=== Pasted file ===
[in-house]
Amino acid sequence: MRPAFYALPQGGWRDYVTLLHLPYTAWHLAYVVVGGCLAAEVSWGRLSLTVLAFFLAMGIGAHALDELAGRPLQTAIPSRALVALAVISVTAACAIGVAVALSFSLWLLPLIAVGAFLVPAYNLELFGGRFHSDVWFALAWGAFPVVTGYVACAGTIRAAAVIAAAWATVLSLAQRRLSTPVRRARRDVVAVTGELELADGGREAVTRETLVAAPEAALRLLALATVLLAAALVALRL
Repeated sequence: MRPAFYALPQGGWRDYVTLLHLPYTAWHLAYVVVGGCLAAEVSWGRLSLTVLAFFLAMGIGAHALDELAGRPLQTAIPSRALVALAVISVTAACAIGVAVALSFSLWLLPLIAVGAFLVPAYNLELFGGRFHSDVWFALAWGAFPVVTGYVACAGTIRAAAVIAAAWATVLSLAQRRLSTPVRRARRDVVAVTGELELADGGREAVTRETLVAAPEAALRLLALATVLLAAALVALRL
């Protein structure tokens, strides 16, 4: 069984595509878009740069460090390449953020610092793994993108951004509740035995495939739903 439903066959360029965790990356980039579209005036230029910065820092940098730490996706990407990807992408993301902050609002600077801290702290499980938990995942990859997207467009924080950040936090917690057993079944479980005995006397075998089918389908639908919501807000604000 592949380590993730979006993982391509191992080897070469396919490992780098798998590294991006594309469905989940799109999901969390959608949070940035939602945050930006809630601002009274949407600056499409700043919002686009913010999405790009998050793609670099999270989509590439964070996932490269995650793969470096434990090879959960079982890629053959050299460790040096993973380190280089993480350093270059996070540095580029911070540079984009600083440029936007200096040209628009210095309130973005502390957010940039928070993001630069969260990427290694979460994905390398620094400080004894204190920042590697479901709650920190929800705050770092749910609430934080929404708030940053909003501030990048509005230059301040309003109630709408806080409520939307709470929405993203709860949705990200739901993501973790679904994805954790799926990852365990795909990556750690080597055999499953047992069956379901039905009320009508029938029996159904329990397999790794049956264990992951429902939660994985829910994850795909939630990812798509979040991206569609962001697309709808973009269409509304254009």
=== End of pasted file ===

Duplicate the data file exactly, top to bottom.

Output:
[in-house]
Amino acid sequence: MRPAFYALPQGGWRDYVTLLHLPYTAWHLAYVVVGGCLAAEVSWGRLSLTVLAFFLAMGIGAHALDELAGRPLQTAIPSRALVALAVISVTAACAIGVAVALSFSLWLLPLIAVGAFLVPAYNLELFGGRFHSDVWFALAWGAFPVVTGYVACAGTIRAAAVIAAAWATVLSLAQRRLSTPVRRARRDVVAVTGELELADGGREAVTRETLVAAPEAALRLLALATVLLAAALVALRL
Repeated sequence: MRPAFYALPQGGWRDYVTLLHLPYTAWHLAYVVVGGCLAAEVSWGRLSLTVLAFFLAMGIGAHALDELAGRPLQTAIPSRALVALAVISVTAACAIGVAVALSFSLWLLPLIAVGAFLVPAYNLELFGGRFHSDVWFALAWGAFPVVTGYVACAGTIRAAAVIAAAWATVLSLAQRRLSTPVRRARRDVVAVTGELELADGGREAVTRETLVAAPEAALRLLALATVLLAAALVALRL
């Protein structure tokens, strides 16, 4: 069984595509878009740069460090390449953020610092793994993108951004509740035995495939739903 439903066959360029965790990356980039579209005036230029910065820092940098730490996706990407990807992408993301902050609002600077801290702290499980938990995942990859997207467009924080950040936090917690057993079944479980005995006397075998089918389908639908919501807000604000 592949380590993730979006993982391509191992080897070469396919490992780098798998590294991006594309469905989940799109999901969390959608949070940035939602945050930006809630601002009274949407600056499409700043919002686009913010999405790009998050793609670099999270989509590439964070996932490269995650793969470096434990090879959960079982890629053959050299460790040096993973380190280089993480350093270059996070540095580029911070540079984009600083440029936007200096040209628009210095309130973005502390957010940039928070993001630069969260990427290694979460994905390398620094400080004894204190920042590697479901709650920190929800705050770092749910609430934080929404708030940053909003501030990048509005230059301040309003109630709408806080409520939307709470929405993203709860949705990200739901993501973790679904994805954790799926990852365990795909990556750690080597055999499953047992069956379901039905009320009508029938029996159904329990397999790794049956264990992951429902939660994985829910994850795909939630990812798509979040991206569609962001697309709808973009269409509304254009």